The second day, people perform acts of charity to the less fortunate by helping and giving to the poor, servants, homeless and low income families. Families attend a dedication ceremony to their ancestors at the monastery.
The third day, Buddhists cleanse the Buddha statues and their elders with perfumed water. Bathing the Buddha image is the symbol that water will be needed for all kind of plants and lives. It is also thought to be a kind deed that will bring longevity, good luck, happiness and prosperity in life. By bathing their grandparents and parents, children can obtain from them best wishes and good advice for the future.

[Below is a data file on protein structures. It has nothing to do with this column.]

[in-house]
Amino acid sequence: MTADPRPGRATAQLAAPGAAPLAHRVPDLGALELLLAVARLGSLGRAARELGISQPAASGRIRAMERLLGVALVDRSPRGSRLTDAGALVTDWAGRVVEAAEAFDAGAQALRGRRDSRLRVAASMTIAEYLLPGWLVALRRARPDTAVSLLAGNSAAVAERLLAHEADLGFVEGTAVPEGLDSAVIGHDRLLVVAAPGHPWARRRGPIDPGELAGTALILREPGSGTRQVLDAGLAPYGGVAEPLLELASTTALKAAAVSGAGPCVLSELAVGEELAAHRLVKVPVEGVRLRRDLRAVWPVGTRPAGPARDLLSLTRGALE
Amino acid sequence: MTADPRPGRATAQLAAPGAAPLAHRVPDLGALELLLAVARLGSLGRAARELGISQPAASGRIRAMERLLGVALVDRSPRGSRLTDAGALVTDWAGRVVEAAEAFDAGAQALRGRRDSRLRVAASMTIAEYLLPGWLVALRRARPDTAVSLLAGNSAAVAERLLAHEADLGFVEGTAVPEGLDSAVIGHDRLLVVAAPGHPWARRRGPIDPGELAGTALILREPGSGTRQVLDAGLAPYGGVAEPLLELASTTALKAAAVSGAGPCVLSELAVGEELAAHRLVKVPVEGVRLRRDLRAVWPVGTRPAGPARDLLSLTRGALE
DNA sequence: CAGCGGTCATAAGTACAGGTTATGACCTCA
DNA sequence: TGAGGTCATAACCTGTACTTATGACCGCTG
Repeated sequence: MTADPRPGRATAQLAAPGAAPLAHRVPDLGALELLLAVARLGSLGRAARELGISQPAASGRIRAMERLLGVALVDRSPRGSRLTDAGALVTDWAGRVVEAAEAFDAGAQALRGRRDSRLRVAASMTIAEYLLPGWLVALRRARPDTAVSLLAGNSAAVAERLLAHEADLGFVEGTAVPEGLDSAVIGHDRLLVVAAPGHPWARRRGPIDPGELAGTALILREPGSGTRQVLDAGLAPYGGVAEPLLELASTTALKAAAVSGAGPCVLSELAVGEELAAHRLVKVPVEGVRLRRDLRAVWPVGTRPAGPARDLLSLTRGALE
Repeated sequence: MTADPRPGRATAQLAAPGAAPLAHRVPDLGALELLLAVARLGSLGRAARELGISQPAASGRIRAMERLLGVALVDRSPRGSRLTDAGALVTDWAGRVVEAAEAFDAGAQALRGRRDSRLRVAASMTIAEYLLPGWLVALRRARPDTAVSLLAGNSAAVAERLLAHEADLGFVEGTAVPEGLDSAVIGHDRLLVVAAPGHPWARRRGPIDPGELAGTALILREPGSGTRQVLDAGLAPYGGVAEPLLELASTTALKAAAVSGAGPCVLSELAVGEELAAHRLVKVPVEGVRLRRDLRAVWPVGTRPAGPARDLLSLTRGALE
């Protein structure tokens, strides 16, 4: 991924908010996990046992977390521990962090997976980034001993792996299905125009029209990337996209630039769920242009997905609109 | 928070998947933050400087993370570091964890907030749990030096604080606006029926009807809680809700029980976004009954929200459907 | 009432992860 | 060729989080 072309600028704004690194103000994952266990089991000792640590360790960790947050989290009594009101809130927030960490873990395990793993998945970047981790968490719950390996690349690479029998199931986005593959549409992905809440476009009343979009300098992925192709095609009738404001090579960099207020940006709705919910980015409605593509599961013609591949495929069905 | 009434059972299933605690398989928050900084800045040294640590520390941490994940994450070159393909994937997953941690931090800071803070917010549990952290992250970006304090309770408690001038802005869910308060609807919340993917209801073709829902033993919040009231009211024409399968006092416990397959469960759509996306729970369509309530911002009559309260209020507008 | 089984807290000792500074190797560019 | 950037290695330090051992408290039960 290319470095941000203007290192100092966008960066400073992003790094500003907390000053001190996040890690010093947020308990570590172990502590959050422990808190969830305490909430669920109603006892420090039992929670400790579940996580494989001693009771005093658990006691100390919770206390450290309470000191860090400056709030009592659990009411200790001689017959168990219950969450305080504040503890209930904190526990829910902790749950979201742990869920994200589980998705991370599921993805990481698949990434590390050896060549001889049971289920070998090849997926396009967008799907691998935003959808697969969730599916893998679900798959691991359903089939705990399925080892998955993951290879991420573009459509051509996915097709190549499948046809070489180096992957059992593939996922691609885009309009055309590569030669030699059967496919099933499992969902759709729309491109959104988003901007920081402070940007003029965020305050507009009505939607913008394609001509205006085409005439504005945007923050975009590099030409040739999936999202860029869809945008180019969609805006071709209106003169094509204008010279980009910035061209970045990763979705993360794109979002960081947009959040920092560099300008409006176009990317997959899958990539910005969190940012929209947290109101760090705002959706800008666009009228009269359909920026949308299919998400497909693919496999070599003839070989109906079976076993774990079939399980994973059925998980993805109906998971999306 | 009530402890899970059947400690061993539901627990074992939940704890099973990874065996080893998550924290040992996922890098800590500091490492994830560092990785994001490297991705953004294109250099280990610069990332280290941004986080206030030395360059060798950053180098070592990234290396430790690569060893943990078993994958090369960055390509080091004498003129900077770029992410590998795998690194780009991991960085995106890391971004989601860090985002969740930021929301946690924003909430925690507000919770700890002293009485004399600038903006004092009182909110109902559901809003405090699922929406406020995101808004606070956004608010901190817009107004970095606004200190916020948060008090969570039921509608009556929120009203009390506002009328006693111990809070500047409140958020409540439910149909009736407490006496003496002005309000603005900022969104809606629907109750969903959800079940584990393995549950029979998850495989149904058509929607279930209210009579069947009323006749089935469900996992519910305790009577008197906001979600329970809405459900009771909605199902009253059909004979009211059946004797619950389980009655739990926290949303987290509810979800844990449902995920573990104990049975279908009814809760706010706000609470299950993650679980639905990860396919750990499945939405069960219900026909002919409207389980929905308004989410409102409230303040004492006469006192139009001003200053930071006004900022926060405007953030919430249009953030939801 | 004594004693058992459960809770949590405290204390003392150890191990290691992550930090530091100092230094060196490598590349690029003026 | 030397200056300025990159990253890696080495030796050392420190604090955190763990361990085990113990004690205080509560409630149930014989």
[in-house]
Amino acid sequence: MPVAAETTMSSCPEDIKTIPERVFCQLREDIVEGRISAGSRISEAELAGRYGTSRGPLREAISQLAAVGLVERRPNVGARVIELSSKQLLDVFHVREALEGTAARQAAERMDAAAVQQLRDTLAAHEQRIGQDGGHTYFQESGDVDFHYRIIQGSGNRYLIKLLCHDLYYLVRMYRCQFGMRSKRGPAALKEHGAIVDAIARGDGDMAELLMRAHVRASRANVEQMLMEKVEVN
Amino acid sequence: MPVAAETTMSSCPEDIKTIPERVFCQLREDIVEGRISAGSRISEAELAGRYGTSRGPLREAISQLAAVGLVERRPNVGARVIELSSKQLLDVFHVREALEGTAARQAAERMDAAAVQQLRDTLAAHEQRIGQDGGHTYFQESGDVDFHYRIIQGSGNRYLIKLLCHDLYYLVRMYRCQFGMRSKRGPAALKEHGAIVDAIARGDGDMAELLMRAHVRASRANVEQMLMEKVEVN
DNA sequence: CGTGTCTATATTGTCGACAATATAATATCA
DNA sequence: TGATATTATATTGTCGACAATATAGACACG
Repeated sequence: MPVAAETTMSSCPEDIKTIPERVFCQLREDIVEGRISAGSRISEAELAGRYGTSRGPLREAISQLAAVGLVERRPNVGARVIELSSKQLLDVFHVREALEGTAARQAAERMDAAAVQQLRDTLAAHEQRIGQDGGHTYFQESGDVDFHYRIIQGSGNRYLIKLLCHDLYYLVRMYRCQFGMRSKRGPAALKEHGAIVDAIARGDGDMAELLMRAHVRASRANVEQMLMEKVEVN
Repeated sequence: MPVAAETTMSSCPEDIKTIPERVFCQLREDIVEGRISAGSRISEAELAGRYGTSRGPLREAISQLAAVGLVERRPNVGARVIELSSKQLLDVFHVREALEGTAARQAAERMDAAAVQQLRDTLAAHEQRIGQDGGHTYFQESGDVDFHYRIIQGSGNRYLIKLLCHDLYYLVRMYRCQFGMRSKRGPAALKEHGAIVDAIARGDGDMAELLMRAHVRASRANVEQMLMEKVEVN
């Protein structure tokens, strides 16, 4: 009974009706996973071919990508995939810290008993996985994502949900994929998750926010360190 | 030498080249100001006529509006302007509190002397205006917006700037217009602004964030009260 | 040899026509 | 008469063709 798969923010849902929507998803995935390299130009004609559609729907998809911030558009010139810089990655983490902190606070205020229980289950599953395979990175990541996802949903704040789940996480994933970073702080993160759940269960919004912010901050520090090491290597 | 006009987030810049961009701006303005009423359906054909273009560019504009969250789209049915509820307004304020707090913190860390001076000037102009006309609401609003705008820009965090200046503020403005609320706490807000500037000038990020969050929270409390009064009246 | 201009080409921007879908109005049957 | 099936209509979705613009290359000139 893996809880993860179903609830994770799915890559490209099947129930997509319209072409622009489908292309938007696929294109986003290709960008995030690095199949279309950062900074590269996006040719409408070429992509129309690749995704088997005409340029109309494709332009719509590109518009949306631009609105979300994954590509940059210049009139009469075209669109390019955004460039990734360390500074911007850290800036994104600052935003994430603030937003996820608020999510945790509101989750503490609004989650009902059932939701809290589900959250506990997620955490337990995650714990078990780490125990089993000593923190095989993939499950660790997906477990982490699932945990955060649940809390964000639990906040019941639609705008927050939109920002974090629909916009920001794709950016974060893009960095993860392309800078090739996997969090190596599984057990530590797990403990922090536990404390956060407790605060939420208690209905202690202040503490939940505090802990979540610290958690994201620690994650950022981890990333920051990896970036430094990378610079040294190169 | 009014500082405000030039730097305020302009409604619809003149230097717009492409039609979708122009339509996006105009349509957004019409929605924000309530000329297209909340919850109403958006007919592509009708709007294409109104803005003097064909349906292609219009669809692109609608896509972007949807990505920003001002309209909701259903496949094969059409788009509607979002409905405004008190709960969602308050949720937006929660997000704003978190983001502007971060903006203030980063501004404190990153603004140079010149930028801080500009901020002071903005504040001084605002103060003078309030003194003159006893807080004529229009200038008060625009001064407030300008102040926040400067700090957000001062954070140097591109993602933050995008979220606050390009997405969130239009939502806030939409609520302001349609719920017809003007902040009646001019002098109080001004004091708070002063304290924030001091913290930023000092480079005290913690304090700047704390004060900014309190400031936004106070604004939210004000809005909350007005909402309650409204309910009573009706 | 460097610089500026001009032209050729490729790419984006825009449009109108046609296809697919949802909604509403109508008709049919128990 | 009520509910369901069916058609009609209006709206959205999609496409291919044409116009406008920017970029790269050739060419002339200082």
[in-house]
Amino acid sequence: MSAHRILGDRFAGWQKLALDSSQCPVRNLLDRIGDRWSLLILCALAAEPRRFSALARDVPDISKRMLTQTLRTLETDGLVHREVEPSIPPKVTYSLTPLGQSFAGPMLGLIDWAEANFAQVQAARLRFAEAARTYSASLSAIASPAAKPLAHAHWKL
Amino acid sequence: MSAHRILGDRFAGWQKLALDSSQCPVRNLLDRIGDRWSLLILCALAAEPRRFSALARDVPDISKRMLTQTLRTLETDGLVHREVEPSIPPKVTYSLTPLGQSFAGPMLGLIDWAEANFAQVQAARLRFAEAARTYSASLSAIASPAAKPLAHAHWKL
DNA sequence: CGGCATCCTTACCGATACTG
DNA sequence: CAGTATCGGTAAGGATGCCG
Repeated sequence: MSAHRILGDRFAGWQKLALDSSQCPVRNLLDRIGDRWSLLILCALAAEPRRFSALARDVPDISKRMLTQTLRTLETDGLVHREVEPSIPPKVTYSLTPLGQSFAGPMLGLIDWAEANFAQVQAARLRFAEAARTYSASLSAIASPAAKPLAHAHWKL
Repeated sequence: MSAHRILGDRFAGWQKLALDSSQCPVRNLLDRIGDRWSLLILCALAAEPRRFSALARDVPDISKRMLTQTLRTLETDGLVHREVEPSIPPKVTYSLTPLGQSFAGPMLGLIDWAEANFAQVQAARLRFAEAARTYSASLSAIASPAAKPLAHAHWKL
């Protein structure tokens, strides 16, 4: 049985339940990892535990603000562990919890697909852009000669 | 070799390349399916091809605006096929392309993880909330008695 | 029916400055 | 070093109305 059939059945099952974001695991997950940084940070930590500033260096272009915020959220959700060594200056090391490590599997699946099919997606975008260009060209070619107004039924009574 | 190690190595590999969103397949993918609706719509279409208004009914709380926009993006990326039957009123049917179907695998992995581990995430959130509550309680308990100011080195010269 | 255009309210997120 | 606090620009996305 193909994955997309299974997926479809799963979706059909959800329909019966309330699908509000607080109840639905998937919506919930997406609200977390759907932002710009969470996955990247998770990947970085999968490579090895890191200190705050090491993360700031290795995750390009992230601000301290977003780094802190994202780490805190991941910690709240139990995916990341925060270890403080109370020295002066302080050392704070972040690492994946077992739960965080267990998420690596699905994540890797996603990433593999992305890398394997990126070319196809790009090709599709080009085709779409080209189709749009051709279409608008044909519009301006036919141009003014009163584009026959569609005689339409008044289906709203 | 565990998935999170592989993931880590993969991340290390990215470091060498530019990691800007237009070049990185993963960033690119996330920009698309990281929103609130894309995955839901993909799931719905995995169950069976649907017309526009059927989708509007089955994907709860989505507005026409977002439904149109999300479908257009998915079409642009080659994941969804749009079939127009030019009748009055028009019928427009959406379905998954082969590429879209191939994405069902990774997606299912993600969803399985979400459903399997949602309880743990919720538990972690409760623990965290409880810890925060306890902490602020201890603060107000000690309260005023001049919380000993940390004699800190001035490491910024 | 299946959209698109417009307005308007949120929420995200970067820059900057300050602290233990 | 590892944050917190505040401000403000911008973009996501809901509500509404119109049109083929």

Khmers living abroad may choose to celebrate Khmer New Year during a weekend rather than just specifically April 13th through 15th. Cambodian Christians and people from other faiths beside Buddhists may choose not to participate in some activities, e.g. burning incense sticks at shrines, bowing before and bathing the Buddha statue because those activities came from Buddhism and they affect their own beliefs.
Conclusion, Khmer New Year celebration is a sense of families gathering, being with friends, relatives and loved ones. People from all around the country travel back to where they were from. They eat, drink, play games, sing and dance together, and make noise for fun.
(These pictures were taken in the US while Sophat presented Khmer New Year celebration among American kids and community people.)
Edited by: Margaret Garthwaite